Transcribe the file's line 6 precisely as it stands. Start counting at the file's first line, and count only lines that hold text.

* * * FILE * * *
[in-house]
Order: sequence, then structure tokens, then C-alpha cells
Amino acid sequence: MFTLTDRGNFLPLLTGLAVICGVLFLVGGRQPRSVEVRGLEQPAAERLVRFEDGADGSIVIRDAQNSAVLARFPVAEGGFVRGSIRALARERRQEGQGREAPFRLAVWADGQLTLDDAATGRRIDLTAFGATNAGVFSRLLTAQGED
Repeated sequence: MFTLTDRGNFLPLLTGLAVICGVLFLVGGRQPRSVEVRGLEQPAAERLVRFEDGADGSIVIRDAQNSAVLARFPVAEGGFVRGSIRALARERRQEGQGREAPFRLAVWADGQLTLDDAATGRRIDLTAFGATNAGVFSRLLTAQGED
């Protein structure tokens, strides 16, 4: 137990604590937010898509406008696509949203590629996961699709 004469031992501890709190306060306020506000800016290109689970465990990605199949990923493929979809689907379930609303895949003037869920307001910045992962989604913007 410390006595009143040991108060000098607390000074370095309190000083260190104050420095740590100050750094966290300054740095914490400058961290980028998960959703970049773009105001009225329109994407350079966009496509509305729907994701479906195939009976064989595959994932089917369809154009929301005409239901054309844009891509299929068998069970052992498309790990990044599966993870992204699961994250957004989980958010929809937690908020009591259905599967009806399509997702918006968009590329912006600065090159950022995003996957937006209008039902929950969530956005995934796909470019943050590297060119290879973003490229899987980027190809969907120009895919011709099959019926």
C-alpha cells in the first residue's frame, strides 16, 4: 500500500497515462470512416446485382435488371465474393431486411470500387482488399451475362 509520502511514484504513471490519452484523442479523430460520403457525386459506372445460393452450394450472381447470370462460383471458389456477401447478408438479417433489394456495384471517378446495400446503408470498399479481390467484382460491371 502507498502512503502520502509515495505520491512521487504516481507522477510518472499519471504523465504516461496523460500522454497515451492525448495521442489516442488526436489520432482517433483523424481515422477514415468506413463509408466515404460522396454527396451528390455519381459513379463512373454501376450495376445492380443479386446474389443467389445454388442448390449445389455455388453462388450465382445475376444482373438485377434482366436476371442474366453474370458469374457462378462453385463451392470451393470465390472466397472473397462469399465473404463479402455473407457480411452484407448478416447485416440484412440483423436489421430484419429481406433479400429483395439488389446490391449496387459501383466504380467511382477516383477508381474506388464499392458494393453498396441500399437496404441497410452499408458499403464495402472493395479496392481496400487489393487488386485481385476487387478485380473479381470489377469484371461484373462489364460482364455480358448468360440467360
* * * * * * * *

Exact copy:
C-alpha cells in the first residue's frame, strides 16, 4: 500500500497515462470512416446485382435488371465474393431486411470500387482488399451475362 509520502511514484504513471490519452484523442479523430460520403457525386459506372445460393452450394450472381447470370462460383471458389456477401447478408438479417433489394456495384471517378446495400446503408470498399479481390467484382460491371 502507498502512503502520502509515495505520491512521487504516481507522477510518472499519471504523465504516461496523460500522454497515451492525448495521442489516442488526436489520432482517433483523424481515422477514415468506413463509408466515404460522396454527396451528390455519381459513379463512373454501376450495376445492380443479386446474389443467389445454388442448390449445389455455388453462388450465382445475376444482373438485377434482366436476371442474366453474370458469374457462378462453385463451392470451393470465390472466397472473397462469399465473404463479402455473407457480411452484407448478416447485416440484412440483423436489421430484419429481406433479400429483395439488389446490391449496387459501383466504380467511382477516383477508381474506388464499392458494393453498396441500399437496404441497410452499408458499403464495402472493395479496392481496400487489393487488386485481385476487387478485380473479381470489377469484371461484373462489364460482364455480358448468360440467360